Author: TTS Staffing Blog

Thinking of Working for a High-Tech StartUp? Review This Reality-Checklist First

While the vast majority of high-tech startups fail (stats range from 75 percent to 90 percent), they are still a key driver of job creation in the United States. However, with the unique opportunities typically associated with working at a high-tech startup, there are also risks that the job seeker should carefully evaluate, say experts at Harris Allied, a New York City-based executive search firm.

“The Alibaba IPO is a good barometer for what is expected to be a hot market for tech startups. We are already seeing high-tech startups outpacing the private sector in terms of job creation. While these companies have lean beginnings, they grow rapidly in the early years, adding jobs along the way, often at a greater velocity than other kinds of small business. But there are some inherent risks in accepting employment at the wrong startup that should be carefully weighed when considering an offer,” says Kathy Harris, managing director of Harris Allied. “A job seeker needs to look beyond their fun and enticing workplace cultures and see clearly that their failure rates can destroy jobs as well.”

Harris says job-seekers should evaluate the following when considering employment opportunities with a high-tech startup:

  • How much funding does the company really have? Is it funded with “friends and family” money or is it venture-capital-backed? If it is VC-backed, what state of fund raising is it at? How long can the company stay in business with its current cash supply?
  • How does the startup fit into the larger scope of the industry? Is there a real need for the product or service that the company offers? Where is the opportunity for it to thrive and succeed? Look at the firm’s competitors and ask how the firm fits into its market space. Does it offer a significant uptick within the industry or does it do or offer something innovative? What obstacles does the company face when breaking into the marketplace? What are the real opportunities to generate revenue and what are the triggers that will make this company profitable?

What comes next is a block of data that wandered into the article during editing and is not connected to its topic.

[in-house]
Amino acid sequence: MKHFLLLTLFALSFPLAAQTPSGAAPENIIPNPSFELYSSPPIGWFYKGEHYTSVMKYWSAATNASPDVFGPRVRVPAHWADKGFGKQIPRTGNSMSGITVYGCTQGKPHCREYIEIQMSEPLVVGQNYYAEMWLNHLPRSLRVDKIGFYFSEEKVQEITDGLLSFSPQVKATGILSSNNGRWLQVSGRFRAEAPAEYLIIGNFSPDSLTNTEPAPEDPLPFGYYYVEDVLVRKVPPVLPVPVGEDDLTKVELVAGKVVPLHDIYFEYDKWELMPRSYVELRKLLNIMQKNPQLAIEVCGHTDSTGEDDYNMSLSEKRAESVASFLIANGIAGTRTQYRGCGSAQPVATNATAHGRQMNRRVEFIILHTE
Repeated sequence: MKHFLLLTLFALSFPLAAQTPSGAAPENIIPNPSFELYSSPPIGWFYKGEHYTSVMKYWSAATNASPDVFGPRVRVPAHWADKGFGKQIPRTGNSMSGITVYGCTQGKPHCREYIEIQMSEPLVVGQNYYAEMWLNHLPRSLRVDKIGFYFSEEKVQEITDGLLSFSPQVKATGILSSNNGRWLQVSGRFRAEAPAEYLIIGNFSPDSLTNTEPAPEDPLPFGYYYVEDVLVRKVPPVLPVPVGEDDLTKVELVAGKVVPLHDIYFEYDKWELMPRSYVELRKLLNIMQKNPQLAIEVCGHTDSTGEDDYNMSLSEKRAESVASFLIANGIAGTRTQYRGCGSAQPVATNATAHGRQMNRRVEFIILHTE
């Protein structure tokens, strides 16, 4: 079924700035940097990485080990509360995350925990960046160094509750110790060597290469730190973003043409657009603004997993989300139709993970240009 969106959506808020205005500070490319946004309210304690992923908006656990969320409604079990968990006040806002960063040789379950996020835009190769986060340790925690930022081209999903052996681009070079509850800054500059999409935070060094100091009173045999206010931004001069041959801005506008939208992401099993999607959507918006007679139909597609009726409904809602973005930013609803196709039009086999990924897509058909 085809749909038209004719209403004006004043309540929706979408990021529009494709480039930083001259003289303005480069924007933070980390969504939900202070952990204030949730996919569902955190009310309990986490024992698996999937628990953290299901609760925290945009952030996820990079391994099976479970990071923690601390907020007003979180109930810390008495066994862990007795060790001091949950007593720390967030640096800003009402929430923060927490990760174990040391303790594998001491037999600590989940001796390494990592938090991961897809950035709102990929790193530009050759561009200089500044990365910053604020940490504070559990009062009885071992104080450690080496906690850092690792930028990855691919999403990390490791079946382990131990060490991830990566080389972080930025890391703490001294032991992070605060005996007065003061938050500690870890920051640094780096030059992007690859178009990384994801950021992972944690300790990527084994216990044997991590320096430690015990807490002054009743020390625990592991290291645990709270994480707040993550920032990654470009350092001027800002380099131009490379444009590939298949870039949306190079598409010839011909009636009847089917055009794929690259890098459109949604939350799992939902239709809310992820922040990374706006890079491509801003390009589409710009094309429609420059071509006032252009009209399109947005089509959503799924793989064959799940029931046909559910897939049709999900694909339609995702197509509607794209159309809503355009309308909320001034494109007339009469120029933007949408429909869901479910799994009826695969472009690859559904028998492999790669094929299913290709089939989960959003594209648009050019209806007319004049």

• Who are the principals and what is their track record in starting and running companies? Has the management team made money in the past? Who is actually running the company day-to-day and do they have hands-on experience in dealing with legal, compliance, cost containment and regulatory matters, for example? In a startup, there are not many people to delegate those responsibilities to. Does each member bring with them unique expertise that collectively makes for a strong executive team? What relevant industry experience do they have? Do the principals have experience with small companies or have they bootstrapped a startup before? Have they had experience generating revenue and building a business that does not have a big brand name?
  • What is the growth plan for the business 3, 6, 9 and 12 months out? This is a fair question for a candidate to ask, but it needs to be asked in the correct manner. Private companies are not quick to disclose their revenue projections, but you can ask about the company’s plans for expansion and growing market share. How will the startup grow its customer base and what kinds of customers will it target? Is the firm targeting a single vertical or are there plans to diversify the business focus? What size client will the firm target? A key consideration when evaluating a job offer is whether the firm is limited to a small number of clients.
  • Is an IPO in its future? What is the exit strategy? Ask about equity participation – is it part of the compensation plan and, if so, what kind of liquidity event is planned? Most startups will offer equity to people that join the firm in its earliest stages, so a job seeker needs to inquire what that really means in terms of the growth of the company.